Monday, May 31, 2010

Runners in the bike path

How about a joke.

How can you tell the difference between the sidewalk and the bike path?

Answer: all the runners are on the bike path.

This would be funny if it wasn't true.

8 Comments:

At 9:18 AM, Anonymous Anonymous said...

Nowadays, I'll cut the runners some slack. But what mystifies me still is the bike path's attraction to baby strollers. I see this on occasion, even if a sidewalk is immediately next to the bike path.

 
At 2:55 PM, Anonymous Anonymous said...

The bike paths that are bike-only and not multifunction recreational paths, are meant to be used as a transportation corridor for the faster speed of bikes, i.e. to keep walkers/runners, bikes and cars, each at different speed levels, separated from each other. Each has it's own section of street: sidewalk, bike path, and car roadway. Cyclists have very few and limited bike paths out of the whole transportation system, the bike path is meant as a safe way to ride the bike for active transportation without any other obstacles like walkers, dog walkers, baby carriages, runners alone, in pairs and in packs, and of course cars. There are thousands of miles of sidewalk in the city, and the runners just love to use the tiny 500 km of bike path.

I gladly share the multifunction paths, most of which would be greatly improved if there was some signage indicating where each user should be. But most of the city's bike paths are exclusively for bike TRAFFIC, and we would like it to be safer than it now is, partly due to runners. Some run on the left side. Some run on the right side. Pairs of runners often block one entire side of the path. Runners wearing headphones don't hear the ringing bells of people attempting to pass them and continue to block the path for the bicycle riders, who are the legitimate and legal exclusive users of the bike path.

And then there are the runners who go out and purposely block the bike path. We know your're out there. Cluelessness is one thing, but there's lots of pricks out there who get their kicks from f***ing the bicycle riders on the bike path.
Runners in the bike path is like sand on a skating rink, it f***s up the safety for everyone involved.

 
At 4:31 AM, Blogger Miss said...

Fagstein said it so well last year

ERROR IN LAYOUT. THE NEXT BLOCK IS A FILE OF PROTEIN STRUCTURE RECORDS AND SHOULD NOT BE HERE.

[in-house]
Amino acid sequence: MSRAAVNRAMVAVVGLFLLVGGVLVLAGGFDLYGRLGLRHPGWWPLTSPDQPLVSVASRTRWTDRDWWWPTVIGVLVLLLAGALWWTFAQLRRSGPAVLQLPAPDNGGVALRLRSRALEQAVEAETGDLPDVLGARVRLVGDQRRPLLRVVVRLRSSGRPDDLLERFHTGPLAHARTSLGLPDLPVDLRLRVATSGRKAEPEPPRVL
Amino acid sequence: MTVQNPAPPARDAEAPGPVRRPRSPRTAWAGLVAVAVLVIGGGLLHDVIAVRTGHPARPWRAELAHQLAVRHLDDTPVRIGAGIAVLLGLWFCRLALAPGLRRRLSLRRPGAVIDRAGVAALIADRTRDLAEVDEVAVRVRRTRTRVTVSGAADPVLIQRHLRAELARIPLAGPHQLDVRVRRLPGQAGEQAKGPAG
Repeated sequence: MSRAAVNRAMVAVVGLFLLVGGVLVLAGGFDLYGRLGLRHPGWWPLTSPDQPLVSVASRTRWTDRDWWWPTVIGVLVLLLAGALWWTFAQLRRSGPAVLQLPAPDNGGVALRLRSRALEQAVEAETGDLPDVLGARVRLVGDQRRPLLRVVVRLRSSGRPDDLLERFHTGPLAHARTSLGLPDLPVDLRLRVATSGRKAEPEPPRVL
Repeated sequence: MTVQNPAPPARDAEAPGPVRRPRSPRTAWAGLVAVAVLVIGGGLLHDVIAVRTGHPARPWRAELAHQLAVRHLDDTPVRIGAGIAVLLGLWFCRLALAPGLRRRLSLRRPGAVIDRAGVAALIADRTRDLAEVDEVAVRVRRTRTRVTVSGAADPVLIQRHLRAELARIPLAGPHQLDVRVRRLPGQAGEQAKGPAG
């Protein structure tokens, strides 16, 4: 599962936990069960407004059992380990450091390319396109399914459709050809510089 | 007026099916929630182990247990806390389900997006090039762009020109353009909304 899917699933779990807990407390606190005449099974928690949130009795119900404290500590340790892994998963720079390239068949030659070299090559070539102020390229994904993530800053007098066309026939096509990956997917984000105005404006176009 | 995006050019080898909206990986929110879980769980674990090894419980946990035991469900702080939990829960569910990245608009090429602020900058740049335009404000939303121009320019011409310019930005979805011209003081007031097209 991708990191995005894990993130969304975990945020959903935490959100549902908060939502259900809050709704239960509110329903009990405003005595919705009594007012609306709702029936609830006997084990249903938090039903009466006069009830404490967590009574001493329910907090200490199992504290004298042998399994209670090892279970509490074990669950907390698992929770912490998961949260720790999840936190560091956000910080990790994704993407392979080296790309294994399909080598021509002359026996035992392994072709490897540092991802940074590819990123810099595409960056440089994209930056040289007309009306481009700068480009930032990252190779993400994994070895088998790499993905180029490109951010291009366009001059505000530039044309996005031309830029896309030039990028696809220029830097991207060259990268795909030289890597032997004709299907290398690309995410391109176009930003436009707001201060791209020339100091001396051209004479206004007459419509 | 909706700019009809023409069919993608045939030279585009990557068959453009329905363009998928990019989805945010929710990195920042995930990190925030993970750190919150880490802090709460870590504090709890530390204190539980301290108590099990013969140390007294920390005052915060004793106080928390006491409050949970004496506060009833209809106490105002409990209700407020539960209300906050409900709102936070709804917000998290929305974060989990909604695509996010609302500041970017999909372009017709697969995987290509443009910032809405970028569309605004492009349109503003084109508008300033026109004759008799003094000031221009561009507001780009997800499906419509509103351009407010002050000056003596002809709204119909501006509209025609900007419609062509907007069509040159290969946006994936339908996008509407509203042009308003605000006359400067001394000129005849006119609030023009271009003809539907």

http://blog.fagstein.com/2009/05/08/what-part-of-bicycle-path-dont-you-understand/

 
At 2:44 PM, Anonymous Anonymous said...

My favorite is the run-against-traffic runners on the bike path, some of them actually jump out of the way... "some" of them. Others are of the prick variety as described above.

 
At 4:46 PM, Anonymous Anonymous said...

Luciecl sums it up

 
At 7:51 AM, Anonymous Cyclist and runner said...

Running on concrete is harder on your body. I only run on asphalt.

 
At 9:15 AM, Blogger Cycle Fun Montreal said...

So all that shoe insole padding that you are paying the big bucks for doesn't do any good? Fine, just don't do it on the bikes-only type of bike paths.

 
At 7:34 AM, Anonymous Cyclist and runner said...

Shoes aren't magic. It's still much harder on your body because it's a much more unyielding surface. If I could only run on concrete sidewalks I would not run at all.

I run (and bike) in Verdun/Lasalle along the water. No idea if it's supposed to be bike only -- there are no signs indicating either way. In some areas there are two asphalt paths, one nearer the water and one nearer the road. I used to think the one by the water was for bikes because it had a yellow line and the other didn't. Then they painted a yellow line on the other one too, so I guess I was wrong? In one small section they added more asphalt to the path by the water to make it wider, and painted double white lines. I assumed that part was for pedestrians to keep them separate from the cyclists, but I have noticed that many cyclists use it and many pedestrians ignore it, and in any case there is no signage so who's to say. In Lasalle in some areas there is a gravel/dirt path, so obviously when I'm not on a bike I'll use that. Otherwise I have no idea.

All I know is that you can expect to encounter any or all of the following: walkers, runners, dog-walkers, cyclists, roller bladers, motorized wheelchairs/scooters, out of control children, people walking three or four abreast, etc. I avoid it on weekend afternoons unless I am just walking.

I run solo, on the far right, normally in the early morning, and do not wear earphones. There is plenty of room to pass me. (Obviously I would not run on certain paths, the de Maisonneuve bike path, for example.)

When I am on my bike the other path users that annoy me are not the runners -- it's the roller bladers (who zigzag side to side so that they can be very tricky to pass -- not really their fault, but I wish they'd try to stick to one lane), people who walk three or four abreast or who don't look before crossing the path, and people with unleashed dogs.

 

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